I also believe that the Heat lost some faith in the process at some point.  Squandering big leads in games they controlled from the beginning, is inexcusable.  The team got extremely passive during the final moments of Game 6, and the stars of the team almost seemed to defer to its role players.  A play that replay’s endlessly in my mind, is the Chalmers turnover under the basket.  With 3 players making over 100 million dollars each, and have the ball in Mario Chalmers’ hands in crucial parts of the game in ridiculous!  I just don’t see the team letting up if Pat Riley is who you have to face when you come off the floor, versus Erik Spolestra.  While Spolestra did improve as the season went on, I think his lack of big game experience is what ultimately did him in.  But again, the coaches aren’t the ones who perform on the floor…it’s the players!

 

The Fallout

While the Heat are the early favorite to win next year’s Title, something has to change.  With 7 players as unrestricted free agents, 3 will likely return with their player options (House, Jones & Illgauskas).  Mario Chalmers is the team’s lone restricted free agent, and has already been rumored to be receiving a qualifying offer from Miami.  Two things that need to change are the team’s ability to score off the bench, along with the team’s interior defense.  When your Shooting Guard is blocking as many, or more, shots than your big’s…There’s a problem!  But not only does the interior defense need to improve, but the overall toughness of the team.  As it stands, it seems as though when Wade isn’t at 100%, the team loses its heart and backbone.  If Miami is lucky enough, there are a few players that I feel could be added at a bargain price to aid in the team’s improvement.  Perimeter Players – Tracey McGrady, Tayshaun Prince, Al Thornton, Michael Redd, T.J. Ford, Shane Battier, Andrei Kirilenko, and Josh Howard.  Interior Players – Kenyon Martin, Samuel Dalembert, Chuck Hayes, Craig Smith, Chris Wilcox, Boris Diaw, Troy Murphy, and Etan Thomas.  While these are all unrestricted free agents that are all possibilities for the Heat, bigger players like Jason Richardson, Jamal Crawford, Nene, and J.R. Smith, are all likely to command too high of a price tag on the market.  Players like Redd, Prince, Ford, Battier, Kirilenko, Martin and Dalembert, would dramatically improve the Heat’s overall roster.  Dalembert provides added shot blocking, along with Martin, who also would be an enforcer that the Heat desperately need.  Battier, Prince and Kirilenko provide length, and solid perimeter defense, as they can defend several positions on the court.  TJ Ford would be a tremendous upgrade at the Point Guard position, while Redd provides more scoring ability off the bench to go along with Mike Miller & James Jones.  Players like McGrady, Josh Howard and Michael Redd are all very injury prone players, but can be very serviceable if their health/minutes are preserved for a playoff run.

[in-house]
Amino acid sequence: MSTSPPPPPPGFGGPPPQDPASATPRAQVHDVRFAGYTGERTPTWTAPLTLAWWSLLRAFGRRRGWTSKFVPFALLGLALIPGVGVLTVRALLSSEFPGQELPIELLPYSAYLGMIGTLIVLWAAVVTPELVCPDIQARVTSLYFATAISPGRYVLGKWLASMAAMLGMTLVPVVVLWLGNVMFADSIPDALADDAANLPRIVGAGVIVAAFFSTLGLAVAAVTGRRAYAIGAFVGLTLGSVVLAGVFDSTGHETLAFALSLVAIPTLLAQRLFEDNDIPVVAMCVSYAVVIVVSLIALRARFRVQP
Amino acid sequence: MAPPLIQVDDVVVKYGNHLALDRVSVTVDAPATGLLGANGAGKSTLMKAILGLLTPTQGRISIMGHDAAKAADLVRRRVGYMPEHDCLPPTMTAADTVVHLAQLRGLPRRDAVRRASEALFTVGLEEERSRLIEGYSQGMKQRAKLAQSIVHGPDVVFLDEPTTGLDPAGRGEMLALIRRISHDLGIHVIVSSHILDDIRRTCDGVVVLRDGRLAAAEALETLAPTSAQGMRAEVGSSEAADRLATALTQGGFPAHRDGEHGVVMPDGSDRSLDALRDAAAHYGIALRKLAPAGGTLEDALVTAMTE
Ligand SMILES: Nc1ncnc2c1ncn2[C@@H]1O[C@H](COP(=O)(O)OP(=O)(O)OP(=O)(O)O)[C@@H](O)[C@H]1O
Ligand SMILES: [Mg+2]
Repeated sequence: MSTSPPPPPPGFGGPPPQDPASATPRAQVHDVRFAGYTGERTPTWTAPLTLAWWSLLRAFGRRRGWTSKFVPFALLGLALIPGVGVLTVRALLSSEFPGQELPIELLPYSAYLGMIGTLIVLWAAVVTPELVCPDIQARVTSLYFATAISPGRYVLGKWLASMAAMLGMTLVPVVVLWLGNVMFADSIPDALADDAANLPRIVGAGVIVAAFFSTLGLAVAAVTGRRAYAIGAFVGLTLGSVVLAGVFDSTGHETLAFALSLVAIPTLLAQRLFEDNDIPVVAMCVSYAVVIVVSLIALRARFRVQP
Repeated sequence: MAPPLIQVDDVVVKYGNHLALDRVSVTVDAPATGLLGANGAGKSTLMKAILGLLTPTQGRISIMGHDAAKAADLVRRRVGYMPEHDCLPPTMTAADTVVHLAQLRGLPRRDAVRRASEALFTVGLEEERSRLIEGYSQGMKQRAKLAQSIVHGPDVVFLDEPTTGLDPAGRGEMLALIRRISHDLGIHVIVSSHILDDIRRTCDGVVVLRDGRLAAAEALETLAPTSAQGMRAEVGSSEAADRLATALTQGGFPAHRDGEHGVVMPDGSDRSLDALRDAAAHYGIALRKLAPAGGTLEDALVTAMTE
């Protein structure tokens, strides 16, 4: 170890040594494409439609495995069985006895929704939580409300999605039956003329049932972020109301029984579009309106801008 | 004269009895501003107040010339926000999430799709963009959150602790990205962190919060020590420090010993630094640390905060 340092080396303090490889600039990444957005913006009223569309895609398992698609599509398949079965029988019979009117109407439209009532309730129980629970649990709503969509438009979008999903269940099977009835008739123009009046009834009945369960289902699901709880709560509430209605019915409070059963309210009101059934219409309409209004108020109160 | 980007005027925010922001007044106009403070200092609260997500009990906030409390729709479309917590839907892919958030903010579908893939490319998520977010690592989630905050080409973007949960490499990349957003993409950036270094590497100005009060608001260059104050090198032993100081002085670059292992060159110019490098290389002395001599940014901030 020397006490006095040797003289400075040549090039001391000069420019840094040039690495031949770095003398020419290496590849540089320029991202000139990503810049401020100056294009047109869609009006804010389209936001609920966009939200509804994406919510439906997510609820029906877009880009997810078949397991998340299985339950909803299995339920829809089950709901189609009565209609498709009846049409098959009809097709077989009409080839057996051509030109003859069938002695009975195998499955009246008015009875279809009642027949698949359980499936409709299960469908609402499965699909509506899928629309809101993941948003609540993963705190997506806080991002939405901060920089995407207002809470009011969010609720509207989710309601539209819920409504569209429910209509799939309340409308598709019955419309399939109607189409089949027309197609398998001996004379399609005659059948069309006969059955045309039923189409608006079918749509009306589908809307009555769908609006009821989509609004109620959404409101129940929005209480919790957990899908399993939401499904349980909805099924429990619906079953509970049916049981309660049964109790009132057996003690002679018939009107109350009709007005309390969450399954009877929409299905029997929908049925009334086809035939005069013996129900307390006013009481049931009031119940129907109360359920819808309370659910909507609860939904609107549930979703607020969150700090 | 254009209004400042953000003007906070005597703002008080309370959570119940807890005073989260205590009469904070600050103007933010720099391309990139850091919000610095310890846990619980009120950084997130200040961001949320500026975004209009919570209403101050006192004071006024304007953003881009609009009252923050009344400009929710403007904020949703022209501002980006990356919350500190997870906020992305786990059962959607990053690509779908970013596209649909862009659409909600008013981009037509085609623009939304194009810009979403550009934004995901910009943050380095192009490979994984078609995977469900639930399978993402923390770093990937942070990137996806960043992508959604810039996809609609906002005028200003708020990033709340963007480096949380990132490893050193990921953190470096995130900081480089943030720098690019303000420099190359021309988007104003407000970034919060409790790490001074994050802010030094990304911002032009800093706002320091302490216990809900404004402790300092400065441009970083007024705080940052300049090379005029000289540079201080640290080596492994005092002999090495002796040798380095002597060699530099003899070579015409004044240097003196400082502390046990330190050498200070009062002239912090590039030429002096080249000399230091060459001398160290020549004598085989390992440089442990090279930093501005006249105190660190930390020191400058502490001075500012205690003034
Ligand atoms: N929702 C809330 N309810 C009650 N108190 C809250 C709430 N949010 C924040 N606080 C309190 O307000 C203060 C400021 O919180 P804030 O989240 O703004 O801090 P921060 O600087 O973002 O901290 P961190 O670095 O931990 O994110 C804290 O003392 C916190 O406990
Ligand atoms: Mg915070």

Along with these changes, I have a strong feeling that Pat Riley will step in as the new coach.  Riley worked too hard to put this team together, to see them fail.  Riley is often linked with the great Phil Jackson, as they not only were great coaches, but managed some of the game’s biggest personalities.  Riley has the pedigree to get the most out of this Heat team, and surely would not have allowed them to relinquish those late game leads.  Look for major changes in South Beach, which will result in Miami’s hoisting of the Championship Trophy.  The only thing that could prevent a title run from happening, are another implosion by the team itself, but if Pat is patrolling the sideline, I wouldn’t bet on it!

 

 

Follow – @TheKidSkoob

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Congrats!

What a series, huh?

This years remarkable NBA Finals capped off with a remarkable Game 6, one watched by 23.5 million people, producing ABC’s best non-Oscar sunday in five years (and the most watched game 6 since Jordan beat the Jazz in 1998.

Now that the season is done, we’ve got plenty of time to get into intricate detail on how this year’s series stacks up against the greats. We’ve also got a lot of cool things a’brewing here at Saving the Skyhook for the offseason, including a live blog during the NBA Draft, but for now, I’d like to offer up some love for the first time NBA Champion Dallas Mavericks.

Continue Reading

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Erik Spoelstra’s Seat Just Got Warm

Erik SPOELSTRA - 09.10.2008 - Miami Heat / New Jersey Nets - NBA Europe Live Tour - Paris....Photo : Olivier Andrivon Photo via Newscom

(Source: Yardbarker.com)

Think back to July 8th. LeBron James sat around with Jim Gray and made his decision. The man was taking his talents to South Beach. Woo-hoo! And then came the claims from some NBA analysts about how this could potentially be the greatest team ever, and a team that would challenge the ’95-96 Chicago Bulls’ record win total of 72. Continue Reading

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The Heat Could be Great, but it Could Backfire

The cat’s out of the bag.

After two years of wild anticipation, massive media coverage, various rumors, meetings, summits, and behind-the-curtain discussions, LeBron James has sealed his fate for the next several seasons, and he’ll be spending them in the merciless sun of Miami, Florida, with the Heat.